Chinese alligator

From Wikipedia, the free encyclopedia - View original article

Chinese Alligator
Temporal range: Pleistocene-Recent,[1] 0.7–0 Ma
Conservation status
Scientific classification e
Kingdom:Animalia
Phylum:Chordata
Class:Reptilia
Branch:Crocodylomorpha
Order:Crocodylia
Family:Alligatoridae
Genus:Alligator
Species:A. sinensis
Binomial name
Alligator sinensis
Fauvel, 1879
Synonyms
  • Caigator sinensis Deraniyagala, 1947
 
  (Redirected from Chinese Alligator)
Jump to: navigation, search

Deuterostomia

Chinese Alligator
Temporal range: Pleistocene-Recent,[1] 0.7–0 Ma
Conservation status
Scientific classification e
Kingdom:Animalia
Phylum:Chordata
Class:Reptilia
Branch:Crocodylomorpha
Order:Crocodylia
Family:Alligatoridae
Genus:Alligator
Species:A. sinensis
Binomial name
Alligator sinensis
Fauvel, 1879
Synonyms
  • Caigator sinensis Deraniyagala, 1947

The Chinese alligator (simplified Chinese: 扬子鳄; traditional Chinese: 揚子鱷, (yáng zǐ è) Alligator sinensis) is one of two known living species of Alligator, a genus in the family Alligatoridae. It is native only to eastern China.

Contents

Appearance

Detail of head

While its appearance is very similar to the only other living member of the genus, the American alligator, there are a few differences. One obvious difference is that the Chinese alligator is quite small. Usually this species only attains an adult length of 5 feet (1.5 m) and a mass of 80 pounds (36 kg). Exceptional large males have reached 7 feet (2.1 m) in length and 100 pounds (45 kg) in weight.[2][3] Reports are known of alligators in China reaching 10 feet (3.0 m) in centuries past, but these are now generally considered apocryphal.[4] Unlike the American alligator, the Chinese alligator is fully armored; even the belly is armored,[2] which is a feature of only a few crocodilians.

Geographic range and habitat

While it originally ranged through much of China, this species' wild habitat has been reduced to little more than a few ponds containing 100 to 200 individuals[5] along Lake Tai and the lower Yangtze River in the provinces of Jiangsu, Zhejiang, and Anhui. Its population reduction has been mostly due to conversion of its habitat to agricultural use. A majority of their usual wetland habitats have been turned into rice paddies.[6][7] Poisoning of rats, which the alligators then eat, has also been blamed for their decline. In the past decade, very few wild nests have been found, and even fewer produced viable offspring.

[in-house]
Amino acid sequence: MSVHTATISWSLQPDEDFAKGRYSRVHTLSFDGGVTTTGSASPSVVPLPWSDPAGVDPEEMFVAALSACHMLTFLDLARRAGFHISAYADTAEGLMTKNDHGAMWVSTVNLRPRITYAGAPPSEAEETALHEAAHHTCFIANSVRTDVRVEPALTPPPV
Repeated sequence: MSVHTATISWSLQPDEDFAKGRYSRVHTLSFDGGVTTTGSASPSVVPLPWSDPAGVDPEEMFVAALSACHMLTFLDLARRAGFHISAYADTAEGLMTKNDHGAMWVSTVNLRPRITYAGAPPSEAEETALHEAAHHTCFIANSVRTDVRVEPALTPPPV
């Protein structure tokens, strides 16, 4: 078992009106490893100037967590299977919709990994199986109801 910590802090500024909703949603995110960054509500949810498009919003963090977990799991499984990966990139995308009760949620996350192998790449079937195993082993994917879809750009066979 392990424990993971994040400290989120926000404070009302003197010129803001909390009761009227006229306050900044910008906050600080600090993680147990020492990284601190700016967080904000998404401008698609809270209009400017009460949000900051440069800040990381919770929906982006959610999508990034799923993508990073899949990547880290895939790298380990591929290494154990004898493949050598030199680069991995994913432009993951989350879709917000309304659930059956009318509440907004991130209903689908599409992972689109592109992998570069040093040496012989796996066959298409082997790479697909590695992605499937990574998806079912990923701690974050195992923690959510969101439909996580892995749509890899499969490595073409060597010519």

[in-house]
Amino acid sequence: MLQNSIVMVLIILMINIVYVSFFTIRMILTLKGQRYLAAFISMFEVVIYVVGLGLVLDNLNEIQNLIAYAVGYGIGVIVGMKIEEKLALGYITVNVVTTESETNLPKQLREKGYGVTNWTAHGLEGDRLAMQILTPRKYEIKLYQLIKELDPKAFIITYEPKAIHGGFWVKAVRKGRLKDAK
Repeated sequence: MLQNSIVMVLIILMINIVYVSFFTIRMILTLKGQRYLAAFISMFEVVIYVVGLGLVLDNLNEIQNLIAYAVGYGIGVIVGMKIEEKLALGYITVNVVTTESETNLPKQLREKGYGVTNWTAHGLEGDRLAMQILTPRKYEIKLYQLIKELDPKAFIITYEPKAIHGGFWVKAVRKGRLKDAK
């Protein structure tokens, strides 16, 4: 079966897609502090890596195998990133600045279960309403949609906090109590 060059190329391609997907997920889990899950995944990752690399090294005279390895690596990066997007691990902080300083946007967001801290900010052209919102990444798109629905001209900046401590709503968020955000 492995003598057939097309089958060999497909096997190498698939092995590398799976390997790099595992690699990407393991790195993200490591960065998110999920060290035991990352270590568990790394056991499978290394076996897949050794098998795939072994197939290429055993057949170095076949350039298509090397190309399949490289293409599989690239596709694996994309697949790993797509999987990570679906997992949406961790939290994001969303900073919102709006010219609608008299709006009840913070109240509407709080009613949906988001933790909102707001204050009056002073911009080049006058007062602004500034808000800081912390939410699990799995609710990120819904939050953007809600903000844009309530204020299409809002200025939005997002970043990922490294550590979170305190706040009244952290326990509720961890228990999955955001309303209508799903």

Conservation status

The Chinese alligator is listed as a CITES Appendix I species, which puts extreme restrictions on its trade and exportation throughout the world. It is IUCN Red Listed as a critically endangered species. Efforts are underway to reintroduce captive-bred animals to suitable wild habitats, but thus far have not met with much success.

In captivity

Chinese alligators at Shanghai Zoo

Chinese alligators are quite prolific in captivity, with estimates of the total captive population at over 10,000 animals, mostly in the Anhui Research Centre of Chinese Alligator Reproduction and the Madras Crocodile Bank, as well as in numerous zoos, including the St. Augustine Alligator Farm Zoological Park which has successfully bred the Chinese alligator and has been fortunate enough to release some of the offspring back into the wild in China. They can also be seen in the reptile houses of the Toledo Zoo, Cincinnati Zoo, Memphis Zoo,[citation needed], St. Louis Zoo[8], and San Diego Zoo. In an effort to ensure the species' survival, Chinese alligators hatched at zoos in the United States are being reintroduced into the wild in China.[9]

Threats

The Chinese alligator is mainly endangered because of habitat pollution and reduction as their habitat is turned into rice paddies and because of extermination since farmers consider them as a menace.[7]

In several restaurants and food centers in China's booming areas, young and premature alligators are allowed to roam free with their mouths taped shut.[10] They are subsequently killed for human consumption, as in China alligator meat is thought to cure colds and prevent cancer.[10] In China the organs of the Chinese Alligator are sold as cures for a number of ailments.[6] This species is widely regarded as quite docile, but, as with any crocodilian, it is capable of inflicting grievous bodily harm.

See also

References

  1. ^ The Paleobiology Database: Alligatoridae
  2. ^ a b "Chinese alligator". Aquaticcommunity.com. http://www.aquaticcommunity.com/alligators/chinese.php. Retrieved 2012-01-22. 
  3. ^ [1]
  4. ^ Wood, Gerald (1983). The Guinness Book of Animal Facts and Feats. ISBN 978-0-85112-235-9. 
  5. ^ "Alligators, River Dolphins, Giant Salamanders In China - China". Facts and Details. 2001-08-21. http://factsanddetails.com/china.php?itemid=1052&catid=10&subcatid=68. Retrieved 2012-01-22. 
  6. ^ a b "www.flmnh.ufl.edu". www.flmnh.ufl.edu. http://www.flmnh.ufl.edu/cnhc/csp_asin.htm. Retrieved 2012-01-22. 
  7. ^ a b "The Chinese Alligator: Species On The Brink". YouTube. http://www.youtube.com/watch?v=BkTqXhnWHkw. Retrieved 2012-01-22. 
  8. ^ "Chinese Alligator". Saint Louis Zoo. http://www.stlzoo.org/animals/abouttheanimals/reptiles/alligatorsandcrocodiles/chinesealligator.htm. Retrieved 2012-01-22. 
  9. ^ "Chinese Alligator". cincinnatizoo.org. http://cincinnatizoo.org/blog/animals/chinese-alligator/. Retrieved 2012-01-29. 
  10. ^ a b Chang, L. T., and Olson, R.. Gilded Age, Gilded Cage. National Geographic Magazine, May 2008.


External links